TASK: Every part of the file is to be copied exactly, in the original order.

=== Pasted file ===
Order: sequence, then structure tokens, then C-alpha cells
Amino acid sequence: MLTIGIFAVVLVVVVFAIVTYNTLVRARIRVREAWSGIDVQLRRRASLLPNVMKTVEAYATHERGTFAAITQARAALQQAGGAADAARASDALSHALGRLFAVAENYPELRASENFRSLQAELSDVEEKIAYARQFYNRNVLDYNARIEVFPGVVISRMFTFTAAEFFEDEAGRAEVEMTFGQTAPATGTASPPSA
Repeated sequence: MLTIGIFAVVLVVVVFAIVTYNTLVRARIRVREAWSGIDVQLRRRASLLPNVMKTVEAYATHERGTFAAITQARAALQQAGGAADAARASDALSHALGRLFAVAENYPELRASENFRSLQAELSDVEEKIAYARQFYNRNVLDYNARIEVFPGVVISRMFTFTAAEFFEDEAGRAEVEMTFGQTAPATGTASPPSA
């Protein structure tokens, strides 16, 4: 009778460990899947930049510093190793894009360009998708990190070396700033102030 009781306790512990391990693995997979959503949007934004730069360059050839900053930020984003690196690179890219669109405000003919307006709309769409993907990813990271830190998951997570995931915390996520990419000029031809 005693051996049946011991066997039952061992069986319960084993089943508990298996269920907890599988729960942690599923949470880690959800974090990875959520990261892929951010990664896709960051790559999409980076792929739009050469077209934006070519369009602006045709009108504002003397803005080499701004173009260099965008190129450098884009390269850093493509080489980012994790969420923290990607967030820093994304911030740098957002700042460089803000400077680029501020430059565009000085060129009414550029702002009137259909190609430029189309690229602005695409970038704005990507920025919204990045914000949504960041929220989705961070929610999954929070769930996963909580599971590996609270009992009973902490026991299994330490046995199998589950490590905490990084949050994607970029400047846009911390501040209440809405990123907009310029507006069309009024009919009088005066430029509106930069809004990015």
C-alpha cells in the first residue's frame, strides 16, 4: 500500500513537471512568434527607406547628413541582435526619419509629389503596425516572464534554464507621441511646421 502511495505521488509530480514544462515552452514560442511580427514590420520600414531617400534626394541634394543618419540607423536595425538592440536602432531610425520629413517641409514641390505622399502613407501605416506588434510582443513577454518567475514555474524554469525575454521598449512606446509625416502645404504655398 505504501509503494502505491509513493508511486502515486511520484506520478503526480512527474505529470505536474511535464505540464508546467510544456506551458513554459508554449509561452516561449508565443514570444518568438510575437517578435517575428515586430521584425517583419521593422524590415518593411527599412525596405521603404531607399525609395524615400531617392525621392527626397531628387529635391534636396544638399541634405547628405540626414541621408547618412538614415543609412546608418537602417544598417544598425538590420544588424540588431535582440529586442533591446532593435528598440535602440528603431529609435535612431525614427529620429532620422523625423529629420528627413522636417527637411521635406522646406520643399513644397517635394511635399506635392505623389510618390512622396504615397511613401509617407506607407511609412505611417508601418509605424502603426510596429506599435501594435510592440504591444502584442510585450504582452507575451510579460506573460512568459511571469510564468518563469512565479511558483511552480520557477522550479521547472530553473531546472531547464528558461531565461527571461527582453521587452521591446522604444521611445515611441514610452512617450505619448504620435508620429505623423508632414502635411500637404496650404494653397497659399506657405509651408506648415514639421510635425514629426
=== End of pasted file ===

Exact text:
Order: sequence, then structure tokens, then C-alpha cells
Amino acid sequence: MLTIGIFAVVLVVVVFAIVTYNTLVRARIRVREAWSGIDVQLRRRASLLPNVMKTVEAYATHERGTFAAITQARAALQQAGGAADAARASDALSHALGRLFAVAENYPELRASENFRSLQAELSDVEEKIAYARQFYNRNVLDYNARIEVFPGVVISRMFTFTAAEFFEDEAGRAEVEMTFGQTAPATGTASPPSA
Repeated sequence: MLTIGIFAVVLVVVVFAIVTYNTLVRARIRVREAWSGIDVQLRRRASLLPNVMKTVEAYATHERGTFAAITQARAALQQAGGAADAARASDALSHALGRLFAVAENYPELRASENFRSLQAELSDVEEKIAYARQFYNRNVLDYNARIEVFPGVVISRMFTFTAAEFFEDEAGRAEVEMTFGQTAPATGTASPPSA
């Protein structure tokens, strides 16, 4: 009778460990899947930049510093190793894009360009998708990190070396700033102030 009781306790512990391990693995997979959503949007934004730069360059050839900053930020984003690196690179890219669109405000003919307006709309769409993907990813990271830190998951997570995931915390996520990419000029031809 005693051996049946011991066997039952061992069986319960084993089943508990298996269920907890599988729960942690599923949470880690959800974090990875959520990261892929951010990664896709960051790559999409980076792929739009050469077209934006070519369009602006045709009108504002003397803005080499701004173009260099965008190129450098884009390269850093493509080489980012994790969420923290990607967030820093994304911030740098957002700042460089803000400077680029501020430059565009000085060129009414550029702002009137259909190609430029189309690229602005695409970038704005990507920025919204990045914000949504960041929220989705961070929610999954929070769930996963909580599971590996609270009992009973902490026991299994330490046995199998589950490590905490990084949050994607970029400047846009911390501040209440809405990123907009310029507006069309009024009919009088005066430029509106930069809004990015």
C-alpha cells in the first residue's frame, strides 16, 4: 500500500513537471512568434527607406547628413541582435526619419509629389503596425516572464534554464507621441511646421 502511495505521488509530480514544462515552452514560442511580427514590420520600414531617400534626394541634394543618419540607423536595425538592440536602432531610425520629413517641409514641390505622399502613407501605416506588434510582443513577454518567475514555474524554469525575454521598449512606446509625416502645404504655398 505504501509503494502505491509513493508511486502515486511520484506520478503526480512527474505529470505536474511535464505540464508546467510544456506551458513554459508554449509561452516561449508565443514570444518568438510575437517578435517575428515586430521584425517583419521593422524590415518593411527599412525596405521603404531607399525609395524615400531617392525621392527626397531628387529635391534636396544638399541634405547628405540626414541621408547618412538614415543609412546608418537602417544598417544598425538590420544588424540588431535582440529586442533591446532593435528598440535602440528603431529609435535612431525614427529620429532620422523625423529629420528627413522636417527637411521635406522646406520643399513644397517635394511635399506635392505623389510618390512622396504615397511613401509617407506607407511609412505611417508601418509605424502603426510596429506599435501594435510592440504591444502584442510585450504582452507575451510579460506573460512568459511571469510564468518563469512565479511558483511552480520557477522550479521547472530553473531546472531547464528558461531565461527571461527582453521587452521591446522604444521611445515611441514610452512617450505619448504620435508620429505623423508632414502635411500637404496650404494653397497659399506657405509651408506648415514639421510635425514629426